“To borrow an image from David Lynch, you’re looking for the big fish. The tiddlers flashing about just below the surface – the trite observations, the easy targets, the established joke-constructions – you need to ignore them and wait for the big one. An image or scene that makes you double over with laughter and could only have come from deep within your subconscious.” -So said Graham Linehan to The Independent, in their article which brought some of the best comedy brains in Britain together to offer advice on writing. While some might find Linehan less recognisable than the rest of the line-up, (which includes Josh Widdicombe, Ross Noble and Andy Hamilton,) he has been providing many of the greatest comedy moments gracing our screens since the early 90’s.
Linehan has had a hand in writing and creating The IT Crowd, The Armstrong and Miller Show, Father Ted, Black Books, The Fast Show and Harry Enfield and Chums. A comic line-up of unquestionable merit, that connects with a wide and varied audience. The man himself arguably goes under-appreciated, but he’s made stars of the likes of Chris O’Dowd, Richard Ayoade, Ardal O’Hanlon and Dylan Moran. Notably O’Dowd went on to write his own sitcom Moone Boy which was excellent and no doubt influenced by his work with Graham Linehan.
The projects in which Linehan was most heavily involved (and arguably of which he should be most proud,) are Father Ted and The IT Crowd. Both provided well written and well-acted comedy that was impressively consistent, conjuring up memorable, belly laugh moments every episode for several series’.
Anyone un-acquainted with Father Ted or The IT Crowd has a real televisual treat in-store.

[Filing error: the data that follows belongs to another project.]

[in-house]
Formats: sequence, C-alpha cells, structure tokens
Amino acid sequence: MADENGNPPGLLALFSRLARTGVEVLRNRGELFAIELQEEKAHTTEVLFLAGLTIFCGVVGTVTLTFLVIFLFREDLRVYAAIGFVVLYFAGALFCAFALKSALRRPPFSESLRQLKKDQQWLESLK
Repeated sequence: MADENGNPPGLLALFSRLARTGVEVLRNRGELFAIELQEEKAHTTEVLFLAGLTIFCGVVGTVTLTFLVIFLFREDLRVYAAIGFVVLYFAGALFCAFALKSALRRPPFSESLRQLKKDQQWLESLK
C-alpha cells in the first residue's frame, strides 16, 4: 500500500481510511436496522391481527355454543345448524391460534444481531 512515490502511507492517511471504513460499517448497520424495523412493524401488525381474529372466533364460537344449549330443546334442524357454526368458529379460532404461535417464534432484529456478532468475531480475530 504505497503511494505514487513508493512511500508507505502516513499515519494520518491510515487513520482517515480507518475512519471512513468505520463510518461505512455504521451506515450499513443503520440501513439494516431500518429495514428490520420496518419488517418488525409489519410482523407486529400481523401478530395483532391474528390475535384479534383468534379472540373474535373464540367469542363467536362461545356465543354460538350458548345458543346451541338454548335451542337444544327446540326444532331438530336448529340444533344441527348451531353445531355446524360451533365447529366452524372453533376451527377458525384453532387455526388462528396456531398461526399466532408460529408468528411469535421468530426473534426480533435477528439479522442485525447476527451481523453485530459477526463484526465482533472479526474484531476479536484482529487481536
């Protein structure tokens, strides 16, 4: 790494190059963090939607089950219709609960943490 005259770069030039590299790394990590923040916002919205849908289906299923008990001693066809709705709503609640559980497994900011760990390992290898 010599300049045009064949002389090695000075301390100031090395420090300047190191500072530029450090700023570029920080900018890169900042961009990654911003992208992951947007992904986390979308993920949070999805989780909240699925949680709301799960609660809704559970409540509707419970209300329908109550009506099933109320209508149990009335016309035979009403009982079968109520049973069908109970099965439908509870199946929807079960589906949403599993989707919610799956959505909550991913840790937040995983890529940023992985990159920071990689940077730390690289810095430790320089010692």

Father Ted (1995-1998) ran for three series’ and was sadly cut short by the untimely death of star Dermot Morgan. The sitcom centred around three Irish Catholic priests living on a tiny island off the West coast of Ireland. Father Jack, a drunk with very little dialogue, Father Dougal, played by Ardal O’Hanlon, who’s remarkably low IQ makes for plenty of simple but well written humour, and the titular, comparatively normal, Father Ted (Graham Norton also notably featured in several episodes). All three have essentially been exiled to the oddball, island parish because of misdemeanours taking place before the series began. (One running joke is Father Ted’s recurring “THAT MONEY WAS JUST RESTING IN MY ACCOUNT!” which is not fully explained for a long time.) Altogether Father Ted is a fantastic series and one of the best written, most memorable and most zany sitcoms around. It’s recommendable to the last and stands as testament to Linehan’s writing genius, (though of course we shouldn’t forget his writing partner on Father Ted, Arthur Matthews, who went on to write the highly amusing, though less consistent, Toast of London). Father Ted is full of memorable moments and although it’s not representative of the series’ as a whole, any fan is sure to have Ted and Dougal’s Eurovision entry committed firmly and irremovably, to memory, so for the un-initiated, here it is…
The IT Crowd (2006-2013), Linehan’s more recent brain child (this time without a writing partner,) is equally as well written and contains similarly strange characters but retains its own style and unique feel. Linehan’s writing of The IT Crowd masterfully crafts episodes into increasingly ludicrous scenarios while the audience find themselves cringing at the misfortune and embarrassment of Moss, Roy and Jen (Ayoade, O’Dowd and Katherine Parkinson respectively). These three central characters are more equal than the Father Ted trio and this could have stretched Linehan more in writing consistently funny dialogue between three more rounded people who present more changeable characters- if The IT Crowd was more difficult to write though, it doesn’t show. Seamless from start to finish: the closing moments of the show’s final episode in 2013 were as poignant as they were hilarious.
To have almost independently masterminded two such fantastic sitcoms leaves Linehan an exemplar in his field. The width of his experience and contributions to everything from The Fast Show to Alan Partridge boasts a wealth of comic experience and expertise with which he has consistently entertained. As a result his back catalogue is well worth exploring and anyone un-acquainted with Father Ted or The IT Crowd has a real televisual treat in-store.
By George Storr